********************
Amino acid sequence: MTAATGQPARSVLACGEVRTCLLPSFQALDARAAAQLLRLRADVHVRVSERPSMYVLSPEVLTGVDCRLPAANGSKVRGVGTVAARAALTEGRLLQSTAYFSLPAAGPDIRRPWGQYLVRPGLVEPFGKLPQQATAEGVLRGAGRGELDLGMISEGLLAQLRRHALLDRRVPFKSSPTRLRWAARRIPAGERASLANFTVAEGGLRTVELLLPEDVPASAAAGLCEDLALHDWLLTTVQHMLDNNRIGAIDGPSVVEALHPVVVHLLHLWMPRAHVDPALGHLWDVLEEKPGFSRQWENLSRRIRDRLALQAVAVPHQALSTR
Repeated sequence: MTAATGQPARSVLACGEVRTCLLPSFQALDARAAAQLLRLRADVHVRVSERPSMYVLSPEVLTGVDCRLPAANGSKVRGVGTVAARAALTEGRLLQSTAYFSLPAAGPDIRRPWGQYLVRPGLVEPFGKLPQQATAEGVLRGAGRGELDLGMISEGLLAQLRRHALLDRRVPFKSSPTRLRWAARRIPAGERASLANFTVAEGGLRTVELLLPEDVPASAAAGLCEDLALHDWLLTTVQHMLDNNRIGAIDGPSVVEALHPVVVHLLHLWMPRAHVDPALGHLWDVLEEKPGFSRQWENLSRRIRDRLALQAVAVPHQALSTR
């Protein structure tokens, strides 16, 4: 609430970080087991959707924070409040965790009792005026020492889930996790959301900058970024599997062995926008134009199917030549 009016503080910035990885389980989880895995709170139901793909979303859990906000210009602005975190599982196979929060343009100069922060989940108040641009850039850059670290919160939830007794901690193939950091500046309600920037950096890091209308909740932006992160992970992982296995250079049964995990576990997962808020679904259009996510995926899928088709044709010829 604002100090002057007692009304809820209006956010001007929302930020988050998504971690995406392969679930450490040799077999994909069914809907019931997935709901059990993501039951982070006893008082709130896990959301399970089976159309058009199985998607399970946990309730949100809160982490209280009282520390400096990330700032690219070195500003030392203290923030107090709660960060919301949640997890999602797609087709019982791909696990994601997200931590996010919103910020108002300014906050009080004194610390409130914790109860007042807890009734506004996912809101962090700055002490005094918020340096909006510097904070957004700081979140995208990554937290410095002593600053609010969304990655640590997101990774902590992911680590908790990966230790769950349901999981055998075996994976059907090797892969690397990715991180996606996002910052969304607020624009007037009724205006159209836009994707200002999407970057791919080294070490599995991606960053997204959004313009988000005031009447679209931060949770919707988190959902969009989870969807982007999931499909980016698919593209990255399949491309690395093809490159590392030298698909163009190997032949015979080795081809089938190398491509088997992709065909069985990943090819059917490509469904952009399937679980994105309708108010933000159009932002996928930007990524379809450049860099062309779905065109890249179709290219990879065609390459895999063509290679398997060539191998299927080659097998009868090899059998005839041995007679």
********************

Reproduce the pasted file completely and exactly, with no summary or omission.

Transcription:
Amino acid sequence: MTAATGQPARSVLACGEVRTCLLPSFQALDARAAAQLLRLRADVHVRVSERPSMYVLSPEVLTGVDCRLPAANGSKVRGVGTVAARAALTEGRLLQSTAYFSLPAAGPDIRRPWGQYLVRPGLVEPFGKLPQQATAEGVLRGAGRGELDLGMISEGLLAQLRRHALLDRRVPFKSSPTRLRWAARRIPAGERASLANFTVAEGGLRTVELLLPEDVPASAAAGLCEDLALHDWLLTTVQHMLDNNRIGAIDGPSVVEALHPVVVHLLHLWMPRAHVDPALGHLWDVLEEKPGFSRQWENLSRRIRDRLALQAVAVPHQALSTR
Repeated sequence: MTAATGQPARSVLACGEVRTCLLPSFQALDARAAAQLLRLRADVHVRVSERPSMYVLSPEVLTGVDCRLPAANGSKVRGVGTVAARAALTEGRLLQSTAYFSLPAAGPDIRRPWGQYLVRPGLVEPFGKLPQQATAEGVLRGAGRGELDLGMISEGLLAQLRRHALLDRRVPFKSSPTRLRWAARRIPAGERASLANFTVAEGGLRTVELLLPEDVPASAAAGLCEDLALHDWLLTTVQHMLDNNRIGAIDGPSVVEALHPVVVHLLHLWMPRAHVDPALGHLWDVLEEKPGFSRQWENLSRRIRDRLALQAVAVPHQALSTR
């Protein structure tokens, strides 16, 4: 609430970080087991959707924070409040965790009792005026020492889930996790959301900058970024599997062995926008134009199917030549 009016503080910035990885389980989880895995709170139901793909979303859990906000210009602005975190599982196979929060343009100069922060989940108040641009850039850059670290919160939830007794901690193939950091500046309600920037950096890091209308909740932006992160992970992982296995250079049964995990576990997962808020679904259009996510995926899928088709044709010829 604002100090002057007692009304809820209006956010001007929302930020988050998504971690995406392969679930450490040799077999994909069914809907019931997935709901059990993501039951982070006893008082709130896990959301399970089976159309058009199985998607399970946990309730949100809160982490209280009282520390400096990330700032690219070195500003030392203290923030107090709660960060919301949640997890999602797609087709019982791909696990994601997200931590996010919103910020108002300014906050009080004194610390409130914790109860007042807890009734506004996912809101962090700055002490005094918020340096909006510097904070957004700081979140995208990554937290410095002593600053609010969304990655640590997101990774902590992911680590908790990966230790769950349901999981055998075996994976059907090797892969690397990715991180996606996002910052969304607020624009007037009724205006159209836009994707200002999407970057791919080294070490599995991606960053997204959004313009988000005031009447679209931060949770919707988190959902969009989870969807982007999931499909980016698919593209990255399949491309690395093809490159590392030298698909163009190997032949015979080795081809089938190398491509088997992709065909069985990943090819059917490509469904952009399937679980994105309708108010933000159009932002996928930007990524379809450049860099062309779905065109890249179709290219990879065609390459895999063509290679398997060539191998299927080659097998009868090899059998005839041995007679």